Ranking of claims payable to the government in respect of refunded subsidies depends on when they were granted
Judgment by the Supreme Court (Chamber One), November 20, 2018
Chronological parameters must be used when classifying claims arising from the obligation to refund subsidies. Accordingly, if the subsidies were granted before the insolvency order, the claim in respect of the refunded subsidy must be a pre-insolvency claim whereas if the subsidy was granted after the insolvency order, the claim for the refund must be a post-insolvency claim.
Labor courts will determine whether a transfer of undertakings exists in insolvency sales of business units
Judgment by the Supreme Court (Chamber Four), November 28, 2018
The jurisdiction to determine whether or not a transfer of undertakings to the transferee exists with respect to salary debts linked to the business unit acquired in an insolvency proceeding lies with the labor courts. In this case, with the decision awarding the independent business unit a transfer took place of an economic entity which retained its identity, since the awardee gained a set of organized means that allowed it to carry on the economic activity that had been conducted previously.
Insolvency judge has jurisdiction to declare that attached goods are necessary for the debtor's activity
Judgment by the Supreme Court (Chamber One), December 18, 2018
The insolvency judge has the jurisdiction to declare that assets attached by the labor court were needed for the debtor to continue trading. Only the insolvency judge is allowed to adopt that decision, by connecting the specific situation of the debtor concerned with the importance that the attached assets have for enabling the debtor to continue trading.
Order homologating a refinancing agreement may be enforced to make a dissenting creditor comply with the agreement's terms
Decision by Barcelona Commercial Court no 9, January 7, 2019
The homologation decision on a refinancing agreement is treated as an enforceable instrument. If debtor or creditor breaches the agreement, its termination may be enforced directly, without first having to initiate an ancillary declaratory proceeding on the breach.
Contingent claims must qualify as financial claims for the purpose of homologating a refinancing agreement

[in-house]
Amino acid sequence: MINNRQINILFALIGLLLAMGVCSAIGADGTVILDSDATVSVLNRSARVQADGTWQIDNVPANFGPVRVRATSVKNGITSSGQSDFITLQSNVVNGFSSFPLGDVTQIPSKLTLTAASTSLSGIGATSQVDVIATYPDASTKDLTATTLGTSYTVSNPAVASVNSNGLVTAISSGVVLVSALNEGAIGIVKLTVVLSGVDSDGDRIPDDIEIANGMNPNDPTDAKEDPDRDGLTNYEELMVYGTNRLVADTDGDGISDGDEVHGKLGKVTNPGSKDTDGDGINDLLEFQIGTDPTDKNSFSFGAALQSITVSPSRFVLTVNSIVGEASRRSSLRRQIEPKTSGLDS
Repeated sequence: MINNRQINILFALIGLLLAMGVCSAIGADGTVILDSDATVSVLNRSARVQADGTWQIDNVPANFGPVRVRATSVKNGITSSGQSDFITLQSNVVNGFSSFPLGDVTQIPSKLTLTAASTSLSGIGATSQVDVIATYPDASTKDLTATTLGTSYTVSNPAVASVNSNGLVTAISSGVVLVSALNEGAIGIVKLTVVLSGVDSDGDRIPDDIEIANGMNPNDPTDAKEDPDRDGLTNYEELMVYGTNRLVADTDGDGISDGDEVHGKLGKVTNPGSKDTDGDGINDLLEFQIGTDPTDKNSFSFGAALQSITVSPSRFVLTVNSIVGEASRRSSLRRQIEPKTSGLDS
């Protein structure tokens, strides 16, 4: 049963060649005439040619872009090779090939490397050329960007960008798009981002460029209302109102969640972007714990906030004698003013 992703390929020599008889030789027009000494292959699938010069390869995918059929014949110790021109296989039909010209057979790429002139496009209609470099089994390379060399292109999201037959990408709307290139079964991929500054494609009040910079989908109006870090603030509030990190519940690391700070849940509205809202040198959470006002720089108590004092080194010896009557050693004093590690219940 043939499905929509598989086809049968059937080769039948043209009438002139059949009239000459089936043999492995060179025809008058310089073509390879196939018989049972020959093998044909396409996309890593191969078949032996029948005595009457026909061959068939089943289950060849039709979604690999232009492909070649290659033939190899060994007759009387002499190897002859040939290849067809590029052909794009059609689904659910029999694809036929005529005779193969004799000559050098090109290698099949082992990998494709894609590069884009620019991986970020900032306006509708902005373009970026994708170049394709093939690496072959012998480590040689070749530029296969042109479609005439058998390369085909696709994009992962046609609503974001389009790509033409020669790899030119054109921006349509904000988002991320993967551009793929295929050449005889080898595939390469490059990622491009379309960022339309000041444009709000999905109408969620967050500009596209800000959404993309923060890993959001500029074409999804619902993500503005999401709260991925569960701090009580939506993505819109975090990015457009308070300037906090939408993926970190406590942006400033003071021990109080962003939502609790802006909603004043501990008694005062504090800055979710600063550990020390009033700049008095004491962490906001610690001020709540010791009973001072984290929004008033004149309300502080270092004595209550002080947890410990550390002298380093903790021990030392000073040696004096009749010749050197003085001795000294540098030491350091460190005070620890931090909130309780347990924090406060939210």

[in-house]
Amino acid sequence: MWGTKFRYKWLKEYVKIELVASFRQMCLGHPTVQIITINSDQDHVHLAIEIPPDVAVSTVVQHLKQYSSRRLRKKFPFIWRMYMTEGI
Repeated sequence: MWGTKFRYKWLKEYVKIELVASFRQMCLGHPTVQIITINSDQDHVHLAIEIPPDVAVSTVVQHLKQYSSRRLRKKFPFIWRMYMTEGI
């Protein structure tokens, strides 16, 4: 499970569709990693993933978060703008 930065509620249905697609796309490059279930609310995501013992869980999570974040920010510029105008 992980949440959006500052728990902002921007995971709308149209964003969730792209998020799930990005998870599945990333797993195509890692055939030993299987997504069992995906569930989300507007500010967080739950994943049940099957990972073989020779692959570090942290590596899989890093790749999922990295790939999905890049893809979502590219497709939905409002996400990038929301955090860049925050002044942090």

Judgment by Madrid Commercial Court no 2, January 14, 2019
Contingent claims must qualify as financial debt for the purpose of calculating the requisite majorities for the homologation and extension of effects of a refinancing agreement. The existence of an eventual unfair prejudice caused to challenging contingent creditors must be assessed by comparing the treatment given to their claims with respect to other contingent claims and not with respect to claims of a different nature. That been said, should the claims included in the agreement which hold no voting rights be so significant that their refusal of the agreement may lead to the requisite majority legally established not being met, then an eventual challenge may be upheld, leading to the inefficacy or the nullity of the agreement as a whole, and not only to the upholding of the challenge with sole effects for the challenger.
Individual enforcement action may be initiated against a debtor’s assets after an insolvency proceeding on the debtor has ended due to insufficient assets available to creditors
Decision by the Central Economic-Administrative Tribunal, January 30, 2019
After the insolvency proceeding has ended due to insufficient assets available to creditors to pay post-insolvency claims, any creditors holding recognized claims that have not been satisfied in full may initiate individual enforcement actions against any of the debtor’s assets or rights arising in the future, unless it has been agreed to reopen the insolvency proceeding or a new insolvency order is issued (in this latter case, if the debtor is an individual).
Judge for main insolvency proceeding does not have jurisdiction to hear action for damages arising from a wrongful act
Judgment by the Court of Justice of the European Union (CJEU), February 6, 2019
The Luxembourg Court held that a claim for damages arising from an wrongful act contemplated in Netherlands law (Peeters/Gatzen action), and which is brought by the insolvency practitioner in the insolvency proceeding, does not fall within the scope of Regulation 1346/2000 on insolvency proceedings (now replaced by Regulation 2015/848) but within that of Regulation 44/2001 (now replaced by Regulation 1215/2012). For that reason, it concluded that the judge with jurisdiction to hear that type of action is not the judge hearing the Dutch insolvency proceeding.
The Chamber arrived at this conclusion after considering that the action was subject to general rules of civil and commercial law not to specific rules on insolvency proceedings, because the insolvency practitioner is not the only person with standing to bring the claim, in addition to which the claim is independent from the insolvency proceedings and therefore cannot be considered a direct and inherent result of those proceedings.